Gov’t should focus on rice, corn production: Piñol

With the skyrocketing prices of imported rice and corn, giving serious adverse impact on the lives of Filipinos, former Agriculture Secretary Emmanuel Piñol said there is a need for the government to change its importation mindset and focus more on the production of such basic commodities.

“The increasing prices of rice and corn will have a serious adverse impact on the lives of Filipinos since we are importing about 3-million metric tons of rice while corn is a vital component for animal feed production which could affect our poultry and hog industry,” Piñol said.

The United Nations Food and Agriculture Organization (UN FAO) reported in October that food prices throughout the world have increased by 30 percent in the past year.

Among the commodities whose prices are expected to increase dramatically are rice and corn.

Piñol also emphasized that the increase in the world food crisis will also yield a positive effect on Philippine agriculture because one of the commodities whose prices are expected to skyrocket is vegetable oil.

For rice, he said the government must address the very low farm gate prices which affect farmers’ planting intentions.

“An increase in the buying price of local palay would certainly boost production and ensure the country of sufficient supply in the face of an impending crisis. Unless we prepare this early, Filipino consumers will suffer from very high prices of the basic food commodities in the coming months,” Piñol said.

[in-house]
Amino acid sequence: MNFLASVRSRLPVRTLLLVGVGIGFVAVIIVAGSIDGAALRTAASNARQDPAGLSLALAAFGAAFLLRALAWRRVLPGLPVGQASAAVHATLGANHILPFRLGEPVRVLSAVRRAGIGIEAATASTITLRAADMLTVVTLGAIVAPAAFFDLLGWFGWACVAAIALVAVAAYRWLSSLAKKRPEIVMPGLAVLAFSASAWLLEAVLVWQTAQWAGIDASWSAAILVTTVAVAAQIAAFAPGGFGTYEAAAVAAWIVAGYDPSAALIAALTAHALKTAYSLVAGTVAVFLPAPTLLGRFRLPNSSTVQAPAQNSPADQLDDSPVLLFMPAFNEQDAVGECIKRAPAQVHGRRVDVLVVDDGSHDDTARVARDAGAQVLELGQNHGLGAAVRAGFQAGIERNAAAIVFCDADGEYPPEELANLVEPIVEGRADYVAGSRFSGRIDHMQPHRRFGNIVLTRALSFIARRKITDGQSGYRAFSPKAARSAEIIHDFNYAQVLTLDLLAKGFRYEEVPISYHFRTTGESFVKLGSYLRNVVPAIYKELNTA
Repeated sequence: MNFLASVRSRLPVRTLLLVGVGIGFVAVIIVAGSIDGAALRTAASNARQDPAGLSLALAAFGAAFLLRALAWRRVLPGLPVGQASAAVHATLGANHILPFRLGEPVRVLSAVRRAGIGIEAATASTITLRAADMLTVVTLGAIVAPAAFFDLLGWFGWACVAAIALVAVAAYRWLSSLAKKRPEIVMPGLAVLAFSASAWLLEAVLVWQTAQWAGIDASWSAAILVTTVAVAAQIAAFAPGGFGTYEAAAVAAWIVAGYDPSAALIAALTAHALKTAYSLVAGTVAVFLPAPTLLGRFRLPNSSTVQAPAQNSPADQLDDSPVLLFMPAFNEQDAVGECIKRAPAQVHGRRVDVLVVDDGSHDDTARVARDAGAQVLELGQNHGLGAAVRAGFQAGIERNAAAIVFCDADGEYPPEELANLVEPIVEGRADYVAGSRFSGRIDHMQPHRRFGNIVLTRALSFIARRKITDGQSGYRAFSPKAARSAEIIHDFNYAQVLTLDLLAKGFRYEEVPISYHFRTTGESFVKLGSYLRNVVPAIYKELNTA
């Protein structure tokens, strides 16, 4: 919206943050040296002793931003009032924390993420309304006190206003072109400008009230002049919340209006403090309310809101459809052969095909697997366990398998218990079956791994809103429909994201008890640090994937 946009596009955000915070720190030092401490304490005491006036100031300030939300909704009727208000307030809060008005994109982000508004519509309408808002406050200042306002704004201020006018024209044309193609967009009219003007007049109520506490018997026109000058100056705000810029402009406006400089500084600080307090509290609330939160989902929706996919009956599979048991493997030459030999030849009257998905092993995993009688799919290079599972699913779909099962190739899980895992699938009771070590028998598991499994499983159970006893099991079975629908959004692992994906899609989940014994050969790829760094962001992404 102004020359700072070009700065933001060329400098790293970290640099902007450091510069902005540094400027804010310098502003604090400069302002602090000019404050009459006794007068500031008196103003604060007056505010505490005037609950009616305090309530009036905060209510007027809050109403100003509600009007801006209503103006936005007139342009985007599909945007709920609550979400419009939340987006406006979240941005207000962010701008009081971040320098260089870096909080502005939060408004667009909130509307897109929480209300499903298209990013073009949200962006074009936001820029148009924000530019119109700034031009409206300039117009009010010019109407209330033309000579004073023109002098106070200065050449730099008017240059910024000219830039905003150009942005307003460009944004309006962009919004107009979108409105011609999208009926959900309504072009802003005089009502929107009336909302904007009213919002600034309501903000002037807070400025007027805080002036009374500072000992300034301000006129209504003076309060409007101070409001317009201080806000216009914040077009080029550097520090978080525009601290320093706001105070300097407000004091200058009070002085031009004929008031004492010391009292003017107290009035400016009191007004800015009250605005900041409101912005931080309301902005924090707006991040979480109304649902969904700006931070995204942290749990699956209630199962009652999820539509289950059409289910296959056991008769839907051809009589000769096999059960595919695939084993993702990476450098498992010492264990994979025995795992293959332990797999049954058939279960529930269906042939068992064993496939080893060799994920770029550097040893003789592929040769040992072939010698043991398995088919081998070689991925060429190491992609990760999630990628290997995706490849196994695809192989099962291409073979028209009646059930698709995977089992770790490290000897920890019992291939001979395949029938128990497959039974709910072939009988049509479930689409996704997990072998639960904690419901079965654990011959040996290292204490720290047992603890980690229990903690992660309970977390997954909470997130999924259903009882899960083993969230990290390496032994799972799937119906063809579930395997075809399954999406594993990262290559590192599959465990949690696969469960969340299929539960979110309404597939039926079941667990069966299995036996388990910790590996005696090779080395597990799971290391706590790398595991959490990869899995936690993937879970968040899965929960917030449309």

He also suggested that the government should give its support by providing free corn seeds to the corn farmers adding that the high prices of corn seeds have discouraged them from expanding their farms.

He added that the government should also address the high cost of fertilizers which would affect farmers’ productivity.

“In the short-term, call the local fertilizer suppliers and come up with a system to tame the prices or subsidize the fertilizers at the source. For a long-term and sustainable solution, the government must really invest in fertilizer production, both inorganic and organic,” Piñol said.

For organic fertilizer, he cited that the biggest potential is the Seaweed-based fertilizer which needs further development and improvement.

“Let us face this impending problem with positivity rather than despair.  Let us look at this crisis as a window of opportunity for us. Let us prepare for the problems and ride on the opportunities,” Piñol added. (NW)